A Catholic Convert in Ottawa

Posts Tagged ‘patience

As I sat down to write this post, the title of an Erma Bombeck book popped into my mind: Family—The Ties That Bind…and Gag!

I could be talking about members of our church family we don’t get along with, but that might be a post for another day. In this case, I’m talking about family members we spend time with over the holidays.

Maybe we have a mother who pushes food on us when we’re trying to lose weight, a sibling who can’t let go of the rivalry, an aunt who always asks when we’re going to get married or have children, or in-laws who criticize the way we’re raising our family.

Or maybe we find it stressful to spend much of the holidays, or even just Christmas dinner, in close quarters with our extended family—and maybe it’s partly because of the way we view their words and actions.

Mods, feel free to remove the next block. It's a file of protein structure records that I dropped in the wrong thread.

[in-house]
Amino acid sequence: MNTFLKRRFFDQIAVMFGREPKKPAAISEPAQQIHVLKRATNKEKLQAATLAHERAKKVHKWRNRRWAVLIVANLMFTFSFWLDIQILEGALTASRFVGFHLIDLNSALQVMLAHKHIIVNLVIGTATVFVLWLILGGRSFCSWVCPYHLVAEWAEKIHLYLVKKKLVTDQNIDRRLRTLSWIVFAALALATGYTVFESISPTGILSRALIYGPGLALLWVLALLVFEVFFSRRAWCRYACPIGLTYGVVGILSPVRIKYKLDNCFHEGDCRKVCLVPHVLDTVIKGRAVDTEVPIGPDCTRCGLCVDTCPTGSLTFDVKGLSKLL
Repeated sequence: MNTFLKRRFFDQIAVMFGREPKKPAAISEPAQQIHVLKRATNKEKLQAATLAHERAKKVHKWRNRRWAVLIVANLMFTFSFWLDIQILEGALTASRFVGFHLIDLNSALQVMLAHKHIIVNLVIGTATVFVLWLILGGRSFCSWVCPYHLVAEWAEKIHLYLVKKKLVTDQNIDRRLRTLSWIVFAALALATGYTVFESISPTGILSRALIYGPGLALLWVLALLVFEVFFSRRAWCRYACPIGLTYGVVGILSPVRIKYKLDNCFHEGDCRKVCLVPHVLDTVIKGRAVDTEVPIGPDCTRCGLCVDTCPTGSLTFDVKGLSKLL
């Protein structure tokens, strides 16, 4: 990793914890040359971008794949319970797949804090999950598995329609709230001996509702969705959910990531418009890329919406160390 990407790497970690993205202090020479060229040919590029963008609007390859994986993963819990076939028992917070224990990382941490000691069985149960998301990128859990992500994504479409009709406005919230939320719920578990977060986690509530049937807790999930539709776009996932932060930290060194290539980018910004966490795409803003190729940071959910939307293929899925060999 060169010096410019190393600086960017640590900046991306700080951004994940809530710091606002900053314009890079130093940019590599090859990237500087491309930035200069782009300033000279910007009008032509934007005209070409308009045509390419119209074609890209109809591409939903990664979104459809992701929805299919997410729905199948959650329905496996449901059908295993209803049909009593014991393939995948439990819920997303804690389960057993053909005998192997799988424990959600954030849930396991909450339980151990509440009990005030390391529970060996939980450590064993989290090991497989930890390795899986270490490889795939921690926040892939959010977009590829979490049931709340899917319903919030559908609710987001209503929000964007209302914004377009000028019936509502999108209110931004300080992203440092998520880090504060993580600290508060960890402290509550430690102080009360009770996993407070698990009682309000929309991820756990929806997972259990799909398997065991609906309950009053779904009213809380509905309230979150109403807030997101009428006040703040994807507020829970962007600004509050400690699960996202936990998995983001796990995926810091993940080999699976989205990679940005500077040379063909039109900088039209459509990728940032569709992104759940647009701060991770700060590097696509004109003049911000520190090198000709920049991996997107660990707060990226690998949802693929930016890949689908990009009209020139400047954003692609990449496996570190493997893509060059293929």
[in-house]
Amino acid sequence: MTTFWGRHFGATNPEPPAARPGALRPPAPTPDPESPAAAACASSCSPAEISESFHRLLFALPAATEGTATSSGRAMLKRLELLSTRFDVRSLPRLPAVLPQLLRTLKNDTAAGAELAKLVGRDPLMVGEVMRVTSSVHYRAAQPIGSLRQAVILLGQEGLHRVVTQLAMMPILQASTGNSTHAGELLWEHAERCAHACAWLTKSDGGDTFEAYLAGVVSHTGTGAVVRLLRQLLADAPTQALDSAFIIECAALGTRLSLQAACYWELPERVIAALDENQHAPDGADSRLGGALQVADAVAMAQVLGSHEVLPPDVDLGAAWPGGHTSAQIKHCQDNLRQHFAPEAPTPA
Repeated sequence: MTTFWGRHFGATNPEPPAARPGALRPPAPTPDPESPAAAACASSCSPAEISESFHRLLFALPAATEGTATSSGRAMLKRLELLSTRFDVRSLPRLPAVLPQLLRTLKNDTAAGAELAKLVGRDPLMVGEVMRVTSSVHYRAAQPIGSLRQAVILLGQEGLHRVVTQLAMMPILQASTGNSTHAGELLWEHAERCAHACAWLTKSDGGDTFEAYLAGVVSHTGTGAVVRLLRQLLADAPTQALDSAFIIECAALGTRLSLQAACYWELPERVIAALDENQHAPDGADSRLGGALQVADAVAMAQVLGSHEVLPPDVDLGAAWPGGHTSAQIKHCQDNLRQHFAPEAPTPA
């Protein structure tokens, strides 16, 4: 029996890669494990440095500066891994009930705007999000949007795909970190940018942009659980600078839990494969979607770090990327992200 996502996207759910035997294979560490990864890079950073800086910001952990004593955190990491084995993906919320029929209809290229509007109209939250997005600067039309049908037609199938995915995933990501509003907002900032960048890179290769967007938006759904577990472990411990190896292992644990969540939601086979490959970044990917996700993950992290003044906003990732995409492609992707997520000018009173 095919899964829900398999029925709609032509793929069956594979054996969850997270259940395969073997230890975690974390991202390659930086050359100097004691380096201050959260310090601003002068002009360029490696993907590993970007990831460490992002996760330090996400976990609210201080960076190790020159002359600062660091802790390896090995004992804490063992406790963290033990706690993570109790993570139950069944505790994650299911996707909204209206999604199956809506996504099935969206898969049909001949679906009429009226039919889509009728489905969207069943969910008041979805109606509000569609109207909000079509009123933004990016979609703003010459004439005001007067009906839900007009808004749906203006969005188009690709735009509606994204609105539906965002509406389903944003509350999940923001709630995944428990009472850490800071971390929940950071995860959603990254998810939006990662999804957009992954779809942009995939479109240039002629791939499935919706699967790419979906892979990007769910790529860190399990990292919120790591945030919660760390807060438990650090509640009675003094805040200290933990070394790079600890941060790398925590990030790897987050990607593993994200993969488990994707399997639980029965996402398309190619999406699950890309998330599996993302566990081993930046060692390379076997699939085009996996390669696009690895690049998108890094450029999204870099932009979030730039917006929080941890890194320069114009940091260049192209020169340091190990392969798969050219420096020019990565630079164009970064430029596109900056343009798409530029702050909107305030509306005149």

This weekend, I read a wonderful quote from The Imitation of Christ in the “Celebrate December 2014” column of Catholic Digest:

Endeavour to be patient in bearing the defects and infirmities of others of whatever kind; for you also have many things which others must bear with.

Isn’t that the truth! We focus so much on the things that bother us about other people that we can easily forget we might be annoying them, too.

Maybe we won’t let anyone else help with Christmas dinner because they won’t make things the way we would—and then we complain about how much work it is. Or we insist on doing all the decorating ourselves instead of sharing the fun. Or we don’t leave room for our spouse’s family traditions. Or we exchange many of the presents we receive.